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This is the official residence of Governor Victor Borges in the city of Nampula, allegedly invaded by rats. The governor has apologised to the population and promised that he will pay the hotel bills himself. Photo: Ikweli / Hermínio Raja
Nampula province governor Victor Borges has assured the press that he has been back in his official residence since last Saturday after leaving the Grand Plaza Hotel, a tourist resort where he had taken refuge reportedly for fear of the rats that had invaded his official residence.
On Tuesday morning, the governor called a press conference, where he pledged to pay the hotel bills incurred during his stay himself.
“As of last Saturday, I returned to the official residence. It is true that there are things that need to be done at the residence but they can be done while I’m there. I want to thank those who approached me. When they interviewed me, I told them what was going on. Also, I want to thank them for the attention which resulted from publication of this news. Many people expressed their displeasure at what had happened,” said Borges, acknowledging that moving to a hotel was perhaps out of proportion.
“I have to apologise for leaving the residence for the hotel. And [this] also to say that, in the face of the people’s indignation, and believing that this could lead to high financial costs which it would be unfair to impose on the public treasury, I have already informed the governor’s office that I will personally pay the expense,” Governor Borges said.
Dar parabéns também ao Governador Victor Borges pela postura – transparência, prestação de contas, e modestia. Ano de eleições ou não, anima !
— Eric Morier-Genoud (@emorier) May 14, 2019
As for the length of his stay at the hotel, the Nampula governor said that it was about 30 days and not the more than three months published by the press.
The province of Nampula is the most populous in the country and its people face serious daily problems accessing basic health services and education, and endure roads, most of which are in an advanced state of degradation.
“Given that we stayed there for over 30 days, we will see if the hotel will charge in full or use the principle that when someone stays a long period there is some discount,” Borges said, admitting that he would have to take out a bank loan to pay the bill.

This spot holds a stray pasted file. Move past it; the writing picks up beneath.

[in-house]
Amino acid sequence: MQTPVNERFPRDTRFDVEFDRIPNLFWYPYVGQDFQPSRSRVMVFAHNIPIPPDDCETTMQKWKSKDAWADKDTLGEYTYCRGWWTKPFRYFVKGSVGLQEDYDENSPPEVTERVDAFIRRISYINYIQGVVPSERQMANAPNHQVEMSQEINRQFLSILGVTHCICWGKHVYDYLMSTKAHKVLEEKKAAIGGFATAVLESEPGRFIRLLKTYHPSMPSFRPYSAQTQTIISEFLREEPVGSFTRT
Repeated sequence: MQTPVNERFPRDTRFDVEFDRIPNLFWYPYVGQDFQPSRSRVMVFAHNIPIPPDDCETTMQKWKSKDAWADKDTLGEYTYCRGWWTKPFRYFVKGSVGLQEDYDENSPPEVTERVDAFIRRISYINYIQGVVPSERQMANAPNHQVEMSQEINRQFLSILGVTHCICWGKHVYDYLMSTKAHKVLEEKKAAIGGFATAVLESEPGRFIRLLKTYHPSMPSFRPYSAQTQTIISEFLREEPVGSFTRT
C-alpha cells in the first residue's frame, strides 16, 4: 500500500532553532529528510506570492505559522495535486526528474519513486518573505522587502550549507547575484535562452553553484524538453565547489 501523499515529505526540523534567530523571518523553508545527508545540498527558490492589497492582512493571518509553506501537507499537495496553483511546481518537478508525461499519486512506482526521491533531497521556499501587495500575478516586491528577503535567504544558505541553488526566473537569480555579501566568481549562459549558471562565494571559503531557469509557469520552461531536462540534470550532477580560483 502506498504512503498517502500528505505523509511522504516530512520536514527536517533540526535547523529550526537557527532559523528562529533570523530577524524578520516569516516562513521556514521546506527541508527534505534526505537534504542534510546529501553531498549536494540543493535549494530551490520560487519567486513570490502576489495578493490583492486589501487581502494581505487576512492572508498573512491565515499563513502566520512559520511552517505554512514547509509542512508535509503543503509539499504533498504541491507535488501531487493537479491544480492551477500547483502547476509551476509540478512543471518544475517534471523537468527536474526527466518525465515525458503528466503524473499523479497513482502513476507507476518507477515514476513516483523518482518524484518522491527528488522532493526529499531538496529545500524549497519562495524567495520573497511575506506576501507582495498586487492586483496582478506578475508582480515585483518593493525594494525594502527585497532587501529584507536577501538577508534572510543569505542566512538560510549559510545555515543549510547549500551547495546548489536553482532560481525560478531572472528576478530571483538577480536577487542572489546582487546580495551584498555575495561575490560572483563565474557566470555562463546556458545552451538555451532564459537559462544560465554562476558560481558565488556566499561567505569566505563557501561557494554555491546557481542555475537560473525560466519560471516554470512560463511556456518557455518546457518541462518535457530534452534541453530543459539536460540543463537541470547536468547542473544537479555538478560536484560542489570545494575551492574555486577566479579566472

According to the governor of one of the poorest provinces of the country, his stay at the hotel would have cost about 1,350,000.00 meticais, but “depending on the final value fixed, it might be possible to ask for a bank loan. Let’s see”.
Borges acknowledges the role of the media
“Those [journalists] who addressed the issue did well. I also received calls and on the same day I took note of the news, when it appeared on social networks, and I went back to the palace. This means that I respected the comments and the attention, instead of trying to defend myself. And the person who wrote the news did not do any harm. That is the press; for good things and or bad things too,” Borges declared, in a clear acknowledgement of the role of the media in his return to his official residence.
Among those media outlets was Ikweli, which, having respected the journalistic principle of crossing-checking its sources, published the news on its platforms (www.ikweli.co.mz, facebook /jornalikweli and its electronic version in pdf). It was from there that the matter gained traction and visibility.
“Palace administrator is not to blame”
The governor’s official residence has an administrator who, under normal circumstances, is responsible for sanitation and hygiene, but Borges said he would not hold him responsible for his move to the hotel.
“No! He’s not to blame. We are faced with a situation where the residence has an ample space around it, and it is not always possible to control a vacant space. I was born and raised in the countryside – my family is practically rural, and there were rats where I lived. In fact, I did not run away from rats, I only allowed the outbreaks where there were rats to be controlled so that the invasion could be minimised and we could have some peace of mind,” the governor concluded.
By Sitoi Lutxeque and Aunício da SilvaSource: Jornal Ikweli
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